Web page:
Redfin explains that eliminating stress does not have to mean changing your entire life. Something as simple as an oil diffuser and reducing clutter from your home can go a long way toward making you feel like your best self. When you eliminate distractions and do things around your home to create a serene environment, your home will become a haven against the stresses of the outside world. And when your days begin and end in a calming and comforting environment, you will benefit mind, body, and soul.

It's not only OK to focus on yourself--it's essential. Learn why it's important to focus on your physical, emotional, psychological, and spiritual self-care. #SelfCare #SelfLove


Brad makes such great points about the importance of creating time for self-care–especially when you’re stressed and struggling with depression, anxiety, etc.

The times we need self-care most, are often the times we tend to neglect ourselves most.Click To Tweet You can turn that around by spending more time taking care of you.

Head down to the comments below, and tell me your plans for taking better care of YOU!


Join the family!


  1. Denise Baca

    Hi Ali,

    I think my plans for self care will be to de-clutter around the house a bit. Seems that I had done this once before and couldn’t get rid of a lot of things. When I did this I felt a little bit better. Now, I am thinking it’s time again to get rid of some of these things I now longer need. Hanging on them for way to long. At the same time I know that I’ll feel better and making room in the house and also ending some of this hard to deal with feelings just because the place is a mess and overwhelming with things. Self-Care that is the plan. After that then a little reward for myself.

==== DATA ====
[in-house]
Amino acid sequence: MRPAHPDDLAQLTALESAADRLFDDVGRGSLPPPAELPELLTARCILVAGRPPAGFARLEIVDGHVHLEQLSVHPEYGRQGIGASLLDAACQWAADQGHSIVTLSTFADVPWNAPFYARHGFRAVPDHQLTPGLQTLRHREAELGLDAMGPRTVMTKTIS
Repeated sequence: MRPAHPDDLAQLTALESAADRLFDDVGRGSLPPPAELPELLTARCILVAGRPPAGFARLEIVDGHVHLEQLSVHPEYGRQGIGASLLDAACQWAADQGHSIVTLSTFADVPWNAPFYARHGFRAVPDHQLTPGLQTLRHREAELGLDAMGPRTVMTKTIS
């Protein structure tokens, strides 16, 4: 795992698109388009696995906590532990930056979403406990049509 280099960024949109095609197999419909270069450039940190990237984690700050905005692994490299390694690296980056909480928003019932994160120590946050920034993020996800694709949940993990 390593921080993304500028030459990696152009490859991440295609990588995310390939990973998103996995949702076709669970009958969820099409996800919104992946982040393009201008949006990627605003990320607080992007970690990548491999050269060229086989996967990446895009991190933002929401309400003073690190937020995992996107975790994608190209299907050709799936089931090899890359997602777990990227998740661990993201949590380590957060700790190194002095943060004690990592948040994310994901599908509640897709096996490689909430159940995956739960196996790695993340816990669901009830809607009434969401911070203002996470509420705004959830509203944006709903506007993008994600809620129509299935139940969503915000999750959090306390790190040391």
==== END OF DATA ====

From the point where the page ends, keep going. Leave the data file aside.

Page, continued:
I am excited about your Challenge of Kindness and Compassion. Will be waiting for May 1st. Can’t hardy wait.

    You have a wonderful site here. What a nice way to reach out and help so many.

    Blessings, Denise

    • Ali Michelle

      Hi Denise. Thank you for those kind words. I needed a smile this morning!

      Decluttering the house is a GREAT idea. It’s almost funny how much calmer and relaxed I feel when things are actually put away–where they belong–and the clutter is at least hidden. Even if you aren’t able to get rid of everything, just reducing the “things” around you will help.

      I can relate to not wanting to get rid of things, though. We’re a military family. Each time we move (and we’ve moved a lot), we move the same little collection of unopened boxes from what I consider my “previous life.” I never open them and I never think of them unless it’s time to move, but for some reason it’s comforting to have it there. And I’ve decided that’s okay. ?

      As for why I can’t seem to throw away my kids’ stuffed critters–when they’re now 12 and 14? Good question!

      OMG! I just had a brilliant idea! The kids have old beanbag chairs but the beans are completely useless. I’m going to fill them with their stuffed critters! Sorry, that was a little random, but I just thought of it and felt the need to share! Ha. See? You’ve got me decluttering too. ?

      I’m super excited you’ll be doing the challenge. I’m anxious for it to start too!

      Bless you!



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Taking Care of #1: Why It\'s Ok to Focus on Yourself